There are quite a few resources available on how to write a policy brief, but I still find that students struggle somewhat with this assignment, in part because it is such a different writing task than they usually face. A part of me always feels a little bit guilty for assigning it, too, because the truth is that I just don’t find them all that useful in actual lobbying; at least on the issues on which I mostly advocate, policymakers are more interested in the political ramifications than a set of factual arguments. So I found myself using talking points, lists of endorsers, myth v. fact sheets, and other materials, slightly less dense with facts. Still, I think that the process of researching and writing a policy brief is a very important one for policy advocates; it forces us to familiarize ourselves with the existing information from multiple viewpoints, to hone our statement of the social problem, to clearly articulate why our policy option is the best one, and to identify those messages that will be the most concise and coherent as we move forward with the campaign. And, of course, instructors (like me!) keep assigning policy briefs, so students will need to keep grappling with this exercise, at least in the classroom setting.
Some thoughts on what makes a good policy brief, based on my research into others’ instructions for policy brief preparation, my work preparing dozens of briefs, and my review of many more dozens of student and organizational briefs.
The best policy briefs:
Students often tell me that they want more examples of policy briefs, so, this year, I obtained permission from some of my students to share their well-done policy briefs. The links to these documents are below, along with my comments about what I find particularly appealing about each one, and the authors’ names. All of these students received their MSW degrees from the University of Kansas in May 2009–congratulations to them, and I look forward to seeing more of their advocacy as their careers progress! Thank you, too, for allowing me to share these.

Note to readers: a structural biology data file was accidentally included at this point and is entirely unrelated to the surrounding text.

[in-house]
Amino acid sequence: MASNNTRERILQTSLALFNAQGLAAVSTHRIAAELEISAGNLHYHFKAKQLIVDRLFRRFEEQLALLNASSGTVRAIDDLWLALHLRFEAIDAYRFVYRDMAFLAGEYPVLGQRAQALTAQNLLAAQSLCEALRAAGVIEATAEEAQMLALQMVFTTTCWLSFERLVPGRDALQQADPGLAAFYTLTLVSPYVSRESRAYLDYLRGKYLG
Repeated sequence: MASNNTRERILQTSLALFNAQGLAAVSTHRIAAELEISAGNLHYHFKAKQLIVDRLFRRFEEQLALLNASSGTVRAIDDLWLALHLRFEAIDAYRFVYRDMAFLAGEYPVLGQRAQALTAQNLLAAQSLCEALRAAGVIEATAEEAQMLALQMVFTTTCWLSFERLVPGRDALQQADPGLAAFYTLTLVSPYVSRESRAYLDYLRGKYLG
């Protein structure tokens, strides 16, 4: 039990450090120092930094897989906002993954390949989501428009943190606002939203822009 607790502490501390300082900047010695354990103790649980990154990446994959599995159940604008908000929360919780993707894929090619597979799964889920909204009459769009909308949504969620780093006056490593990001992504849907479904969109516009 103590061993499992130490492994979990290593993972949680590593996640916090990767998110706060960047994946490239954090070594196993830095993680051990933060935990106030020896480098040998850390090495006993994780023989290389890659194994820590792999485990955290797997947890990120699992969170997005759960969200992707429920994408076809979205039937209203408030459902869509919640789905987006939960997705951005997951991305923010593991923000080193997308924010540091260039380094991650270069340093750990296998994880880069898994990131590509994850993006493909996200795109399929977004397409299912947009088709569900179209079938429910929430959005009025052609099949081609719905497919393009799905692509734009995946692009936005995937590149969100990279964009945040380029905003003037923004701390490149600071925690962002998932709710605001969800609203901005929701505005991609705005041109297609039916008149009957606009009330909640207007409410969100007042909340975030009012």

If anyone has a policy brief that they’d like to share, for comments or critique, please do so. Do you have resources that you’ve found particularly helpful in preparing policy briefs? When have you used a policy brief in an advocacy context to great effect?
Sarah Brokenleg: This one is visually very easy to read and attractive. She makes her main points early and repeats them, and she covers the three main policy subtopics. My favorite part about this brief is that she refutes the main counterargument without giving it any real emphasis, which I think is very effective.
Statewide Smoking Ban
Kavya Velagapudi and April Rand: They were very specific about their audience–Lawrence-area policymakers, and the brief is very targeted towards them. I like that they highlighted the programs that would be negatively affected without turning it into a ‘policymaking by anecdote’ situation. We debated the inclusion of the revenue-enhancement alternatives, because I tend to argue that we should never be the ones backed into figuring out where to come up with the money, but they felt, from their conversations with decision-makers, that they really needed to put something on the table, and I respect that.
Alcohol Tax Revenues
Adam Timberlake, Susila Gabbert, Anna Giles: Adam did the design work on this, and what I like most about this particular brief is that I know that it is an issue that is very close to his heart, but he presents it in a way that is compelling but still very professional and well-researched. At the end, he makes the three main points related to his policy brief. He doesn’t back away from the ‘soft’ benefit of healthier communities, but he doesn’t rely solely on that. And I love the way that he incorporated the housing in the background.
Housing Trust Fund